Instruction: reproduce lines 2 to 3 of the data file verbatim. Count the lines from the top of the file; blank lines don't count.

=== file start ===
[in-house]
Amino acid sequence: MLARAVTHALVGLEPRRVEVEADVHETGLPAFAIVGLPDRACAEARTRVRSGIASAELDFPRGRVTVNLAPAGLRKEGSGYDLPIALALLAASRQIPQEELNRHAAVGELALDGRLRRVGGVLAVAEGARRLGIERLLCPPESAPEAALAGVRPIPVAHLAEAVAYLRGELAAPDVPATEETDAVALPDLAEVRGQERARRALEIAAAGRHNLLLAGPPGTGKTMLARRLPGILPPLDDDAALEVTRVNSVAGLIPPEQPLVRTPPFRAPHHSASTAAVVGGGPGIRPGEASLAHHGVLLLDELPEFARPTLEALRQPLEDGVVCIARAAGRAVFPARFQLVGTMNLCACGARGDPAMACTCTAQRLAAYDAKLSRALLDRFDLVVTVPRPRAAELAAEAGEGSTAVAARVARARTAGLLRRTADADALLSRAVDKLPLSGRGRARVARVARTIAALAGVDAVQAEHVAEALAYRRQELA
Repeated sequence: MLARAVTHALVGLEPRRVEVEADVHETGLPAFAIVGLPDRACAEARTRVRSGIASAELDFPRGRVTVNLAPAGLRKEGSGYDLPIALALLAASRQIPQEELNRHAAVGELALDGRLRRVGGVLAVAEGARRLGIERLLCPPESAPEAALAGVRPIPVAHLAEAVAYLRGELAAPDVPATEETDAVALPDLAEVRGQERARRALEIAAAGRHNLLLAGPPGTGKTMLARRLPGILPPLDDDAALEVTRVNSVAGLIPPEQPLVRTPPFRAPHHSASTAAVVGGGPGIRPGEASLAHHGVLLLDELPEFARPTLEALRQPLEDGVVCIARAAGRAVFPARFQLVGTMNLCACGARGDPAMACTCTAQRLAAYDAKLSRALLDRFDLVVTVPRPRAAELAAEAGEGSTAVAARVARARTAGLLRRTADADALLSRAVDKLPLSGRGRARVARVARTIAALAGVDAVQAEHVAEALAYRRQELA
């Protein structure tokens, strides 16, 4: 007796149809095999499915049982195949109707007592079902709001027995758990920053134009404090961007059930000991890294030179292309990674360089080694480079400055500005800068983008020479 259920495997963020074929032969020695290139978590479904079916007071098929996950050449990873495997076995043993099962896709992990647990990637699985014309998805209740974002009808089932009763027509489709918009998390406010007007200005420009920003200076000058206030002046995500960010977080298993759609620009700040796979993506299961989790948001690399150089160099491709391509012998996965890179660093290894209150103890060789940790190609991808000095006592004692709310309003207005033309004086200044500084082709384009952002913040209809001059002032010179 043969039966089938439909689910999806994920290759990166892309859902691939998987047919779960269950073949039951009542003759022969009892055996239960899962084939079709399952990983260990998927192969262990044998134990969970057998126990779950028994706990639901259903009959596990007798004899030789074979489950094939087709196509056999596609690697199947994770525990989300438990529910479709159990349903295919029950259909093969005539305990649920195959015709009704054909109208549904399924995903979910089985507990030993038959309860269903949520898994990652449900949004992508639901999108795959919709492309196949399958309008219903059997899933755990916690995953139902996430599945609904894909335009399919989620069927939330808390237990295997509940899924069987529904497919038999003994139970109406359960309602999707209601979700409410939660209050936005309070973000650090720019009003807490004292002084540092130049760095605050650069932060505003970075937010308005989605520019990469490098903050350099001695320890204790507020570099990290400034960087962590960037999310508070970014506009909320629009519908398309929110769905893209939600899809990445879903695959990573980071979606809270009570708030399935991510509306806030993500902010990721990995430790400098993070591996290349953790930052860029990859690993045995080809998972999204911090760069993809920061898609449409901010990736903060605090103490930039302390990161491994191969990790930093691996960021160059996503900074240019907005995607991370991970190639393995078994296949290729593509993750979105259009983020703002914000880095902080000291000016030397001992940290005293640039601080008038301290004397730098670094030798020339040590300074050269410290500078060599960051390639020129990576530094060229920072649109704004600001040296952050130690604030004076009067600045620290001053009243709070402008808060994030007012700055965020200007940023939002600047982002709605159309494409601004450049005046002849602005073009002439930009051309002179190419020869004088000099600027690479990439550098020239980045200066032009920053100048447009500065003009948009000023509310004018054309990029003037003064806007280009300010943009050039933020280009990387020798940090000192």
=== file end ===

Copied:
Amino acid sequence: MLARAVTHALVGLEPRRVEVEADVHETGLPAFAIVGLPDRACAEARTRVRSGIASAELDFPRGRVTVNLAPAGLRKEGSGYDLPIALALLAASRQIPQEELNRHAAVGELALDGRLRRVGGVLAVAEGARRLGIERLLCPPESAPEAALAGVRPIPVAHLAEAVAYLRGELAAPDVPATEETDAVALPDLAEVRGQERARRALEIAAAGRHNLLLAGPPGTGKTMLARRLPGILPPLDDDAALEVTRVNSVAGLIPPEQPLVRTPPFRAPHHSASTAAVVGGGPGIRPGEASLAHHGVLLLDELPEFARPTLEALRQPLEDGVVCIARAAGRAVFPARFQLVGTMNLCACGARGDPAMACTCTAQRLAAYDAKLSRALLDRFDLVVTVPRPRAAELAAEAGEGSTAVAARVARARTAGLLRRTADADALLSRAVDKLPLSGRGRARVARVARTIAALAGVDAVQAEHVAEALAYRRQELA
Repeated sequence: MLARAVTHALVGLEPRRVEVEADVHETGLPAFAIVGLPDRACAEARTRVRSGIASAELDFPRGRVTVNLAPAGLRKEGSGYDLPIALALLAASRQIPQEELNRHAAVGELALDGRLRRVGGVLAVAEGARRLGIERLLCPPESAPEAALAGVRPIPVAHLAEAVAYLRGELAAPDVPATEETDAVALPDLAEVRGQERARRALEIAAAGRHNLLLAGPPGTGKTMLARRLPGILPPLDDDAALEVTRVNSVAGLIPPEQPLVRTPPFRAPHHSASTAAVVGGGPGIRPGEASLAHHGVLLLDELPEFARPTLEALRQPLEDGVVCIARAAGRAVFPARFQLVGTMNLCACGARGDPAMACTCTAQRLAAYDAKLSRALLDRFDLVVTVPRPRAAELAAEAGEGSTAVAARVARARTAGLLRRTADADALLSRAVDKLPLSGRGRARVARVARTIAALAGVDAVQAEHVAEALAYRRQELA